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Jerusalem Center for Public Affairs
Strategic Alliances for a Secure, Connected, and Prosperous Region

Turkey’s AKP and the Myth of Islamist Moderation

Filed under: Radical Islam, Turkey
Publication: Jewish Political Studies Review

Jewish Political Studies Review
Volume 30, Numbers 3–4

The Adalat ve Kalkinma Partisi (AKP) or Justice and Development Party has been in power since 2002, and during the Arab Spring protests beginning in December 2010, much of the Arab world looked to Turkey as a role model on how to be both democratic and Muslim.1 Indeed, Turkey’s economy grew under the stewardship of the AKP with youth unemployment decreasing.2 This was especially important for the country given its youthful demographic profile. Working with the International Monetary Fund (IMF), the AKP embarked on structural economic reforms that saw Turkey’s economy grow at an annual rate of 6.5 percent from 2002 to 2007. Recognizing that without investment there would be no economic growth, Ankara also moved quickly to restore foreign investors’ confidence. Once again, the dividends of these prudent measures were quick to follow. Foreign direct investment (FDI) rose from a paltry $1 billion in 2002 to a more respectable $8.4 billion seven years later.3

Modern Turkey, established by Mustafa Kemal Ataturk on October 29, 1923, was strongly secularist in orientation with the military serving as the final bulwark of this secularism.4 Not only did the founder of the Turkish Republic abolish the caliphate, he also ensured that the state, as opposed to religious institutions, had a monopoly over education. He also abrogated Islamic law and adopted the Swiss Civil Code instead, albeit with modifications. Perhaps more to the point, the 1924 constitution removed a sentence that identified Turks as Muslims.5 As such, the election of the AKP stirred fears among the politico-military establishment, defenders of Ataturk’s legacy, that the party would attempt to Islamize the society. The AKP managed to assuage those fears by largely pursuing pragmatic policies during its first two terms in office – 2002-2007 and 2007-2011. It thereby avoided overt confrontation with the entrenched secular establishment, comprised of other political parties, the judiciary, and the powerful military.6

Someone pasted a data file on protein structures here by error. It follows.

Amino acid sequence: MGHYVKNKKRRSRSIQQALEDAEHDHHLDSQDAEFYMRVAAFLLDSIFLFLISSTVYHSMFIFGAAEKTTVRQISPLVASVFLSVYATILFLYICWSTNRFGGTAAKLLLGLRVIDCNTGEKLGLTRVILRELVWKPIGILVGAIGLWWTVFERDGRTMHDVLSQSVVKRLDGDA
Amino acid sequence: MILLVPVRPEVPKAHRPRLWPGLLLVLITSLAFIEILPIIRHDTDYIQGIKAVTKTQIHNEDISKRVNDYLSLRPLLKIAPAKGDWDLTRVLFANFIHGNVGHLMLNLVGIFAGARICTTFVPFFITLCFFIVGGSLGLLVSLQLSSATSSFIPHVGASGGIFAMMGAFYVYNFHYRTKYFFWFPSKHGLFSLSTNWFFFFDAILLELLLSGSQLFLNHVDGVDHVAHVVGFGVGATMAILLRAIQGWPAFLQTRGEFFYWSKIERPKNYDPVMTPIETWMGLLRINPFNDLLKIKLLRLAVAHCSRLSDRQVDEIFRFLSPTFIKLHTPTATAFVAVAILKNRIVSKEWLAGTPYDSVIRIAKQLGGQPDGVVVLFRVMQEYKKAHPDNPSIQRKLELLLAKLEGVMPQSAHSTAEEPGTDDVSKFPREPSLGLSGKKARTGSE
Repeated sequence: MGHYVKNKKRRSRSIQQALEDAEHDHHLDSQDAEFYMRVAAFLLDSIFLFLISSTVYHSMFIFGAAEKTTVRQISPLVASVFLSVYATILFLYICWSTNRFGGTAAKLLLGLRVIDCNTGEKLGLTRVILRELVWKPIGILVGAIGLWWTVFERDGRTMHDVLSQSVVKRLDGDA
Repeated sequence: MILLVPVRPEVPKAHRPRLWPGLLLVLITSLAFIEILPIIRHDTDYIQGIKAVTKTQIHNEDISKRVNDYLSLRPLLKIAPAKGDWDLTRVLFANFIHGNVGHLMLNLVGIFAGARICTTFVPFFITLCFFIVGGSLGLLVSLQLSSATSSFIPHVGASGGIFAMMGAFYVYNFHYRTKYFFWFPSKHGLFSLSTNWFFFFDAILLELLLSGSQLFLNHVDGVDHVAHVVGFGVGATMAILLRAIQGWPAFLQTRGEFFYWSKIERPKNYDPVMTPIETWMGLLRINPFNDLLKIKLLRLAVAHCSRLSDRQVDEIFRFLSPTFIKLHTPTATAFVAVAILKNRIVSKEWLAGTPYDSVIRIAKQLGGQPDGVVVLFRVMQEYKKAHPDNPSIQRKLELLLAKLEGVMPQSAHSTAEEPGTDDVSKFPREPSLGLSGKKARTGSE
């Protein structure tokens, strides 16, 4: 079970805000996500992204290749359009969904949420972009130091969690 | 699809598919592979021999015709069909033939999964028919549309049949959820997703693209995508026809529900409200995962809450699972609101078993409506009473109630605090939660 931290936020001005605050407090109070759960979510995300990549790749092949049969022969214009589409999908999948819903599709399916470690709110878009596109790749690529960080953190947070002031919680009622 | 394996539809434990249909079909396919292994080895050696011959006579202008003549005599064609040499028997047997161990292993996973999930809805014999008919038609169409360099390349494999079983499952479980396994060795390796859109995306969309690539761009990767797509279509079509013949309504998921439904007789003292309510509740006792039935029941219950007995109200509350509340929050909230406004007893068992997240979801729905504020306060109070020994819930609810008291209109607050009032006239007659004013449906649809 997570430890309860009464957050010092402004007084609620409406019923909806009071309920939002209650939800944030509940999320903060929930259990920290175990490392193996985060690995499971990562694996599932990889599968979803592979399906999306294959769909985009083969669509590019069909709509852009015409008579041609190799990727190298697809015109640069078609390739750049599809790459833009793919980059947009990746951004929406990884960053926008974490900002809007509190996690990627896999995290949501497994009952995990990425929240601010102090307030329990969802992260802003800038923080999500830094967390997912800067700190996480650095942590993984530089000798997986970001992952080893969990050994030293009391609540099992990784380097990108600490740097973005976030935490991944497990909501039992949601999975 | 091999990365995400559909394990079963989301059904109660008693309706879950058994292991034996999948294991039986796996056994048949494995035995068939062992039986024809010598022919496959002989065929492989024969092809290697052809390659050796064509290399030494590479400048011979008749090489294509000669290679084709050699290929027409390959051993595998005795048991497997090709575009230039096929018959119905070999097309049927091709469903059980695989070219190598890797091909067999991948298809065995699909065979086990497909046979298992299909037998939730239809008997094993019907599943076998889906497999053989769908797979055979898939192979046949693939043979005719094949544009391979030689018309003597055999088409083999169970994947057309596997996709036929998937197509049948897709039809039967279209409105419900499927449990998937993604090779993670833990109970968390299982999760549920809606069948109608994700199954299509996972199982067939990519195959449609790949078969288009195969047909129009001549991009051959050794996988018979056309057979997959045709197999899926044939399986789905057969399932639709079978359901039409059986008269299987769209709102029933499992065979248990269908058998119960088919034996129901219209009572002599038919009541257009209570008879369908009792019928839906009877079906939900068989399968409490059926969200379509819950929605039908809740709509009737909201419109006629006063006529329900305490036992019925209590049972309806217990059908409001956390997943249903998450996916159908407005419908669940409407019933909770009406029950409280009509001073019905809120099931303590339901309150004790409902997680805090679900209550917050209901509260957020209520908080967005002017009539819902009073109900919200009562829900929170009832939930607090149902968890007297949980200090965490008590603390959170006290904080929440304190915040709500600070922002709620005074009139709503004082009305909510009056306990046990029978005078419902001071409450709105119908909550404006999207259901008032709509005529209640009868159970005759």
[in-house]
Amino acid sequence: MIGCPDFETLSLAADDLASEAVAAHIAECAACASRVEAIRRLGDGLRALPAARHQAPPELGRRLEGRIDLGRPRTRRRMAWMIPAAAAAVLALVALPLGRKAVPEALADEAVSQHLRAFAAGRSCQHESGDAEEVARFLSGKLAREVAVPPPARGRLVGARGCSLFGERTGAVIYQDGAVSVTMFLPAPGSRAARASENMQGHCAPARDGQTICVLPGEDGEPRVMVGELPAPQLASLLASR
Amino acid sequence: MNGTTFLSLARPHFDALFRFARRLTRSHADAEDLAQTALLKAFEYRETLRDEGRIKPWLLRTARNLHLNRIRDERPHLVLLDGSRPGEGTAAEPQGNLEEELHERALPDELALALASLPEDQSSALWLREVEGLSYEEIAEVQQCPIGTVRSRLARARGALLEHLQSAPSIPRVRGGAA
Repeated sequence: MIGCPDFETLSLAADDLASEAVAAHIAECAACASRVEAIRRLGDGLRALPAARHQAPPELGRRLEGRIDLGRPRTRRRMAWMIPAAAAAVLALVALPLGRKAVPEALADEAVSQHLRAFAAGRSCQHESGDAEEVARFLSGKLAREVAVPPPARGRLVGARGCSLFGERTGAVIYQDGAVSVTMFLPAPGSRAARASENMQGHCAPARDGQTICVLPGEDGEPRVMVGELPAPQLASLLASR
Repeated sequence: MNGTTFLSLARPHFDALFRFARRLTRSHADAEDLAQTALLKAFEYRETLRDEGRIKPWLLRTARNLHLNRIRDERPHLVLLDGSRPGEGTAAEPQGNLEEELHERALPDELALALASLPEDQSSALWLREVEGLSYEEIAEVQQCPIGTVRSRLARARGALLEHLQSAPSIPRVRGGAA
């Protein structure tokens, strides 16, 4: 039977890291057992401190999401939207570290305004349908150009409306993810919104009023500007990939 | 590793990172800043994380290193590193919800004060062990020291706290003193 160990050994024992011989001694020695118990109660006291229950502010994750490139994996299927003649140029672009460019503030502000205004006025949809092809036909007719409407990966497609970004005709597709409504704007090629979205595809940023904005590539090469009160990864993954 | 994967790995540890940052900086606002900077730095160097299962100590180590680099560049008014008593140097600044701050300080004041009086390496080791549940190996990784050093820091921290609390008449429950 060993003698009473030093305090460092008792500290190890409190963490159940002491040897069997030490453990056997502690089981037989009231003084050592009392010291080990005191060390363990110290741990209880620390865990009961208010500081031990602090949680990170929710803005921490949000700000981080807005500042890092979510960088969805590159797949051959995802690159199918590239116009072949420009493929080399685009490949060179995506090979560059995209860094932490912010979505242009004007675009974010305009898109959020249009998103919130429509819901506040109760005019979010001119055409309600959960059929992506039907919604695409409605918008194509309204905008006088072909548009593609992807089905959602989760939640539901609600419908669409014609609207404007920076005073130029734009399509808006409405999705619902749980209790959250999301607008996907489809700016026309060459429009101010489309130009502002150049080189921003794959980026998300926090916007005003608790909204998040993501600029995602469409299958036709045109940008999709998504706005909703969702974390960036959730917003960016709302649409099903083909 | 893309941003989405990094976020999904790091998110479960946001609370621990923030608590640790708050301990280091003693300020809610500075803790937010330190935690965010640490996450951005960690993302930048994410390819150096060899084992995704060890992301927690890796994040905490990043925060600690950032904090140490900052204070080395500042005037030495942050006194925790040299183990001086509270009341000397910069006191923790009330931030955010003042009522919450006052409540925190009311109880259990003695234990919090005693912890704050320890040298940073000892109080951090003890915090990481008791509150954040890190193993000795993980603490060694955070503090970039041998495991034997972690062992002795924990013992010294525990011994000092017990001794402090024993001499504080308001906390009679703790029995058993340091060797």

Moreover, given Turkey’s fraught civil-military relations since the founding of the republic,7 these tensions seemed to be resolved in favor of the civilian establishment – as it should be in a democracy. It was, however, not only the Arab street that viewed Turkey as a role model but also Western powers. In June 2004, President George W. Bush said of Turkey, “I appreciate very much, the example that your country has set on how to be a Muslim country which embraces democracy, rule of law and freedom.”8 From Washington’s perspective, the moderate Islamists of the AKP, who ostensibly embraced both liberal democracy and a market economy and sought membership of the European Union, had much appeal as the Turkish model could presumably be exported to other Muslim-majority countries. Indeed, President Barack Obama made that a point when he chose Turkey as his first destination to visit; when meeting with former Turkish President Abdullah Gul (also of the AKP) he stressed the importance of the Turkish model both for the United States and the world at large.9 Yet the Turkish model no longer exists, tarnished by a growing fundamentalism and sullied by the authoritarianism of its strongman leader President Erdogan.

So what went wrong?